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Am J Clin Oncol. 2008 Feb;31(1):39-42. doi: 10.1097/COC.0b013e318134ee6f.

For women receiving chemotherapy for clinically apparent early ovarian cancer, is there a benefit to surgical staging?

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  • 1Program in Women's Oncology, Women & Infants Hospital, The Warren Alpert Medical School of Brown University, Providence, Rhode Island 02905, USA. ddizon@wihri.org

Abstract

BACKGROUND:

For women with early stage ovarian cancer (ESOC), comprehensive staging is the standard of care and studies suggest that these patients may not require further treatment. For women with incidentally diagnosed ovarian cancer there is a lack of consensus as to whether surgical staging be performed, particularly if chemotherapy is recommended.

OBJECTIVE:

We performed this retrospective study to determine the outcomes of women treated with chemotherapy for clinically apparent ESOC, stratified by whether staging was performed or not.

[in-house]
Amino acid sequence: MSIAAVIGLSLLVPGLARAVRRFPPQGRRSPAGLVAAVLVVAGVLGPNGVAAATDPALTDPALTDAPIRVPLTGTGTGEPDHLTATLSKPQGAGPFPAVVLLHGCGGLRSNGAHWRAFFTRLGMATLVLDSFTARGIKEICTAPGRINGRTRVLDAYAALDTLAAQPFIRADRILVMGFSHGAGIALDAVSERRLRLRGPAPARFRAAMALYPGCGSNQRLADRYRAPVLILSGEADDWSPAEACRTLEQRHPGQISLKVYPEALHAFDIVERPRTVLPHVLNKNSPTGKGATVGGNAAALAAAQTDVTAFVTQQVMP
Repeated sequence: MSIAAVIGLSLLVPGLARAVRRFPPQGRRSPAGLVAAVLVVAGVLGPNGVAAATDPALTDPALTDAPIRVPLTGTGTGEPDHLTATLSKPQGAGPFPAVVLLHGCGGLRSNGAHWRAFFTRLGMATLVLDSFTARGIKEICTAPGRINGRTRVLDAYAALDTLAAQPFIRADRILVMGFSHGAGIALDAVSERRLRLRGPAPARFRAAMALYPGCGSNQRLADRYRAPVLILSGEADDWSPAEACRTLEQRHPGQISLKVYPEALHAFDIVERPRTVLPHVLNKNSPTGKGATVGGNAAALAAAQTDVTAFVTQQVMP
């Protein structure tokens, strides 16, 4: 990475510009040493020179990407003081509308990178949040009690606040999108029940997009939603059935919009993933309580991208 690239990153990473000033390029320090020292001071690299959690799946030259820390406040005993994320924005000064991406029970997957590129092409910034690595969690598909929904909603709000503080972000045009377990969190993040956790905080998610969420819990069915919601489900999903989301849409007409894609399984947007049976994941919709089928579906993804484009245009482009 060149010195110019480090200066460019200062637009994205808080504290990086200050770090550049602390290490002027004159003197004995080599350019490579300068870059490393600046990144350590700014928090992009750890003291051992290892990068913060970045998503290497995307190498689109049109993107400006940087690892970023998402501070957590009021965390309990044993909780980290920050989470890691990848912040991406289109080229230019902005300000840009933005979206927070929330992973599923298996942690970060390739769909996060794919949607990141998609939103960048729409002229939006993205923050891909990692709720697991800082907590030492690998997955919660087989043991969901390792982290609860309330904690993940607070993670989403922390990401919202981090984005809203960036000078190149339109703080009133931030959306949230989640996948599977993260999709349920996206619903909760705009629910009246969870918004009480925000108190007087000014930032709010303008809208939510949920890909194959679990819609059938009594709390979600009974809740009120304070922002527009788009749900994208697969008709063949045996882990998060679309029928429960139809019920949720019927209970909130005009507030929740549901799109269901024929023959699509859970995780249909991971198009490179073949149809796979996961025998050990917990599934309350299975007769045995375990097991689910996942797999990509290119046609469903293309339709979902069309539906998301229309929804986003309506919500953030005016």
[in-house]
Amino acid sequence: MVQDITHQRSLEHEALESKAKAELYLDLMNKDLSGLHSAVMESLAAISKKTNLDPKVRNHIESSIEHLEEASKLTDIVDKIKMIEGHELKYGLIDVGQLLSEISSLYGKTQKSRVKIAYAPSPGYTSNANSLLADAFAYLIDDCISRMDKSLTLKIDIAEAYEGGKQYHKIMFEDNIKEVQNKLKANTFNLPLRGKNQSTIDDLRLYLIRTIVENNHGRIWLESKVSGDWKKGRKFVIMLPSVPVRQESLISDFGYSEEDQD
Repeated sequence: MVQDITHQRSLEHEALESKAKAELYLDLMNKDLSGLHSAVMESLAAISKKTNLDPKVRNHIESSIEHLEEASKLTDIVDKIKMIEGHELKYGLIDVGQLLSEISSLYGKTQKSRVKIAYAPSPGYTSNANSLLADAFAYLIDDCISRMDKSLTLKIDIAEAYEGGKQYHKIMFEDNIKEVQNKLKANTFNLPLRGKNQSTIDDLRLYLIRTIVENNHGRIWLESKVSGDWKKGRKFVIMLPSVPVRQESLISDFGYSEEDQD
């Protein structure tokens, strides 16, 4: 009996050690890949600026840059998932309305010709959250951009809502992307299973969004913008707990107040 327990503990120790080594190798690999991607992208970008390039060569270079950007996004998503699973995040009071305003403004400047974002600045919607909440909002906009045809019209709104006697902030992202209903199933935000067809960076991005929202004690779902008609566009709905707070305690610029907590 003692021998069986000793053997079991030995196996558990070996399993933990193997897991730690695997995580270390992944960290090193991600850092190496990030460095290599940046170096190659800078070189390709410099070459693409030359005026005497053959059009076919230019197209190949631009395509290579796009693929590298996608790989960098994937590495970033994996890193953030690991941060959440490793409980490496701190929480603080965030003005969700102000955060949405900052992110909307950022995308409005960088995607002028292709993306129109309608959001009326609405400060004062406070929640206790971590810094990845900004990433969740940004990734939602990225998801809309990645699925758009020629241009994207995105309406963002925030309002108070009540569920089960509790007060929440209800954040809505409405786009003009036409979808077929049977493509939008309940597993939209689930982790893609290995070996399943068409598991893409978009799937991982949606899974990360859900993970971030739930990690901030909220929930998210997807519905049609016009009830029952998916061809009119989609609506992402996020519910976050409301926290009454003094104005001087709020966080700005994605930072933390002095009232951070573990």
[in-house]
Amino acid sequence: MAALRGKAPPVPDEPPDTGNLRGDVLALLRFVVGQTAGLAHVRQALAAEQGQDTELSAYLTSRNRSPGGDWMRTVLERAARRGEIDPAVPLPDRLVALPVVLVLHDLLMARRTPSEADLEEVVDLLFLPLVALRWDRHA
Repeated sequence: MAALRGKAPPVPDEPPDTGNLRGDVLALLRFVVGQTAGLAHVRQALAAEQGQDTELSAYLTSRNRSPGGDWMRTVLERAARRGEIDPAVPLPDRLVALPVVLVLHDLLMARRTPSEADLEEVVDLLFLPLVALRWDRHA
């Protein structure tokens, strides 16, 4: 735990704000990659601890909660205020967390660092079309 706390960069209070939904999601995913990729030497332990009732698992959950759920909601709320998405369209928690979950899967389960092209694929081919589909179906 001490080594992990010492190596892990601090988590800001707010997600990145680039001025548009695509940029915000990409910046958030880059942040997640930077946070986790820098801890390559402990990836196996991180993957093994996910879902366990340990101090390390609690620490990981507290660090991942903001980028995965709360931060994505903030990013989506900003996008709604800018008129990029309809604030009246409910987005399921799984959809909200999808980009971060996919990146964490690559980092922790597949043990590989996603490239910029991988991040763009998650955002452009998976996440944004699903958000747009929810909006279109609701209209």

METHODS:

This study was approved by institutional review board. All patients presenting to the Multidisciplinary Gynecologic Oncology Tumor Board between 1998 and 2005 with a consensus opinion of having clinically apparent ESOC were identified. Staging (partial or complete) was determined by a study pathologist and patients were stratified as being staged or unstaged. Survival was estimated using the Kaplan-Meier method. STATA 8.0 was used for all calculations.

RESULTS:

Eighty-eight patients were identified: 52 (59%) were staged and 36 (31%) were not. Median follow-up was 50 and 59.5 months, respectively. The majority of patients received carboplatin and paclitaxel in both cohorts with a median of 6 cycles. Five-year Disease Free Survival was 85% versus 80%, respectively (P = 0.54). Five-year Overall Survival was 85% versus 88% (P = 0.688).

CONCLUSION:

For women presenting with a clinically apparent ESOC in whom chemotherapy is administered, there does not seem to be an additional benefit to surgical staging. A prospective trial of women with clinically apparent ESOC to test this hypothesis should be considered.

PMID:
18376226
[PubMed - indexed for MEDLINE]
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